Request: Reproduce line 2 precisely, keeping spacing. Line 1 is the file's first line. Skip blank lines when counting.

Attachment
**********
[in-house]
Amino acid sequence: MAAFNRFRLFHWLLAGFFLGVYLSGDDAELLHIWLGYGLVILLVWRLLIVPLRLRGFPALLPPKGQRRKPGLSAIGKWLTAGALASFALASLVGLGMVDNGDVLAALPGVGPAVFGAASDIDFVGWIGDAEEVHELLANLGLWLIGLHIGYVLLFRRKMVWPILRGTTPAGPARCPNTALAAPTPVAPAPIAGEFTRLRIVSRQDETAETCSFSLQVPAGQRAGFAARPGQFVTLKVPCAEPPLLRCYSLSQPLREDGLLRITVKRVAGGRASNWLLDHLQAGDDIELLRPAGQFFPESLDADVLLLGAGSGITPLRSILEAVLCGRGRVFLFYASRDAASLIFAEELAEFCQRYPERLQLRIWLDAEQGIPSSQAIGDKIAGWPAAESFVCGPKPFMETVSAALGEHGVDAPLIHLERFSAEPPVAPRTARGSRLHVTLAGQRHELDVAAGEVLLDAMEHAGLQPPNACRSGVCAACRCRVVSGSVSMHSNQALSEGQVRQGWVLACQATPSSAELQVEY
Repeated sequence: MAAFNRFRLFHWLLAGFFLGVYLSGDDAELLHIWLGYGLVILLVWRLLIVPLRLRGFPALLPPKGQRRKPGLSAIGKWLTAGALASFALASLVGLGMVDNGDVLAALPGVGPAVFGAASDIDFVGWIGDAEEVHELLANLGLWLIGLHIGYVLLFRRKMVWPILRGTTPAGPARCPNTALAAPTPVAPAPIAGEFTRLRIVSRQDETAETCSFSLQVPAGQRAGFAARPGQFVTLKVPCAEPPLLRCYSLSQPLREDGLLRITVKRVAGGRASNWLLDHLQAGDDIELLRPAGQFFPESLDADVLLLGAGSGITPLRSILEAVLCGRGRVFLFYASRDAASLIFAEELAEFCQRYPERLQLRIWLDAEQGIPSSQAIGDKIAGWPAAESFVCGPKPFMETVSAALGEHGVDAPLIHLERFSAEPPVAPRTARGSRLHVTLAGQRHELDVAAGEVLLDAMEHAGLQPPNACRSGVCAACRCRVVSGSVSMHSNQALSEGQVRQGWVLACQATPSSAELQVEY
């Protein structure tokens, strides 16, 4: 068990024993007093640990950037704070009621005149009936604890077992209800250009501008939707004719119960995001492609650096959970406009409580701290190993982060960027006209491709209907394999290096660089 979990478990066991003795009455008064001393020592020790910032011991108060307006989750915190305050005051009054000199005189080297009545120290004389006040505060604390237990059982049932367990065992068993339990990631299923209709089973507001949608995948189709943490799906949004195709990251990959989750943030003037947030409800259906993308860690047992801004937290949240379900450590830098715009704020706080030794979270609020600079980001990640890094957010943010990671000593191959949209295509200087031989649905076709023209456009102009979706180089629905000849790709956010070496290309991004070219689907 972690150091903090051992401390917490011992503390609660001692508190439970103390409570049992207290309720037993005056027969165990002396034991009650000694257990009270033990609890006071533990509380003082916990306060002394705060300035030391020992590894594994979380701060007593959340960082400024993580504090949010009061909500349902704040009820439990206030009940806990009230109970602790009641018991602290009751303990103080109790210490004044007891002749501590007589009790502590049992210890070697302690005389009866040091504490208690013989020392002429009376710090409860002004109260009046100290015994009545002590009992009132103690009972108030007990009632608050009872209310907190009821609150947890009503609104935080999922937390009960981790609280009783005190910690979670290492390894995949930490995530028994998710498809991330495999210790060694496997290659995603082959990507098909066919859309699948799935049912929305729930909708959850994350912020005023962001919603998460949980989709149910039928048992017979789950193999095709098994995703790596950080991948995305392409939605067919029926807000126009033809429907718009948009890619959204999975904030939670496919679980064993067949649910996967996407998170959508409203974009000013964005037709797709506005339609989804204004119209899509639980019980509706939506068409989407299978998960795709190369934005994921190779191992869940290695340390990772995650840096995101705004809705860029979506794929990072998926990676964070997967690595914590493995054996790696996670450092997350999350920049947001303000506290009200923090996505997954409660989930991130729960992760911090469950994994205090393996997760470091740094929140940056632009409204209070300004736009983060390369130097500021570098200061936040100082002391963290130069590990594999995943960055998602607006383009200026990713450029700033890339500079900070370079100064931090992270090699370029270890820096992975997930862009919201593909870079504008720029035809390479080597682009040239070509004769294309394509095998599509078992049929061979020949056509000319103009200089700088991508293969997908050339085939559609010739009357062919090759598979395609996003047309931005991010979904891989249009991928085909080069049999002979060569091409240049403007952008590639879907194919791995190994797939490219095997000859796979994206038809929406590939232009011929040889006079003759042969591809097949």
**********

Amino acid sequence: MAAFNRFRLFHWLLAGFFLGVYLSGDDAELLHIWLGYGLVILLVWRLLIVPLRLRGFPALLPPKGQRRKPGLSAIGKWLTAGALASFALASLVGLGMVDNGDVLAALPGVGPAVFGAASDIDFVGWIGDAEEVHELLANLGLWLIGLHIGYVLLFRRKMVWPILRGTTPAGPARCPNTALAAPTPVAPAPIAGEFTRLRIVSRQDETAETCSFSLQVPAGQRAGFAARPGQFVTLKVPCAEPPLLRCYSLSQPLREDGLLRITVKRVAGGRASNWLLDHLQAGDDIELLRPAGQFFPESLDADVLLLGAGSGITPLRSILEAVLCGRGRVFLFYASRDAASLIFAEELAEFCQRYPERLQLRIWLDAEQGIPSSQAIGDKIAGWPAAESFVCGPKPFMETVSAALGEHGVDAPLIHLERFSAEPPVAPRTARGSRLHVTLAGQRHELDVAAGEVLLDAMEHAGLQPPNACRSGVCAACRCRVVSGSVSMHSNQALSEGQVRQGWVLACQATPSSAELQVEY